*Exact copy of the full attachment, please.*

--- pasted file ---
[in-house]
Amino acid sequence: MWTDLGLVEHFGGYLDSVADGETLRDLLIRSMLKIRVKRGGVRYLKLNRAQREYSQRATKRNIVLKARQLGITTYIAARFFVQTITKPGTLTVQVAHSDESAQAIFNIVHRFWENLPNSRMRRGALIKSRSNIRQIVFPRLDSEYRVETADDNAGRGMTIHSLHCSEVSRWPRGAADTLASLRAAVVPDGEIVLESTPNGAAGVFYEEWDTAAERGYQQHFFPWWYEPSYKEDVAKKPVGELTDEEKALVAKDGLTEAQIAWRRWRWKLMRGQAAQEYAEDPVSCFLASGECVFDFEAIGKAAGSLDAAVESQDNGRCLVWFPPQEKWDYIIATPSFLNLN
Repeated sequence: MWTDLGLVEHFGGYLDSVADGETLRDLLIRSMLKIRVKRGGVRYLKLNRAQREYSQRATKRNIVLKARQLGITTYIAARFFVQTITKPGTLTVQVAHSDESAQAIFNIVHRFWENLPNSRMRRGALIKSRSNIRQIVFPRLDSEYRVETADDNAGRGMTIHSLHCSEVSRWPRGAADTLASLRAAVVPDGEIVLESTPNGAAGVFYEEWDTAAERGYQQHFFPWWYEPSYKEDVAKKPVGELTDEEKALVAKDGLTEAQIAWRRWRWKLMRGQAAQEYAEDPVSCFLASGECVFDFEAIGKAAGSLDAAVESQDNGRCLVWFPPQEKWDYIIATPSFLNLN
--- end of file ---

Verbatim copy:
[in-house]
Amino acid sequence: MWTDLGLVEHFGGYLDSVADGETLRDLLIRSMLKIRVKRGGVRYLKLNRAQREYSQRATKRNIVLKARQLGITTYIAARFFVQTITKPGTLTVQVAHSDESAQAIFNIVHRFWENLPNSRMRRGALIKSRSNIRQIVFPRLDSEYRVETADDNAGRGMTIHSLHCSEVSRWPRGAADTLASLRAAVVPDGEIVLESTPNGAAGVFYEEWDTAAERGYQQHFFPWWYEPSYKEDVAKKPVGELTDEEKALVAKDGLTEAQIAWRRWRWKLMRGQAAQEYAEDPVSCFLASGECVFDFEAIGKAAGSLDAAVESQDNGRCLVWFPPQEKWDYIIATPSFLNLN
Repeated sequence: MWTDLGLVEHFGGYLDSVADGETLRDLLIRSMLKIRVKRGGVRYLKLNRAQREYSQRATKRNIVLKARQLGITTYIAARFFVQTITKPGTLTVQVAHSDESAQAIFNIVHRFWENLPNSRMRRGALIKSRSNIRQIVFPRLDSEYRVETADDNAGRGMTIHSLHCSEVSRWPRGAADTLASLRAAVVPDGEIVLESTPNGAAGVFYEEWDTAAERGYQQHFFPWWYEPSYKEDVAKKPVGELTDEEKALVAKDGLTEAQIAWRRWRWKLMRGQAAQEYAEDPVSCFLASGECVFDFEAIGKAAGSLDAAVESQDNGRCLVWFPPQEKWDYIIATPSFLNLN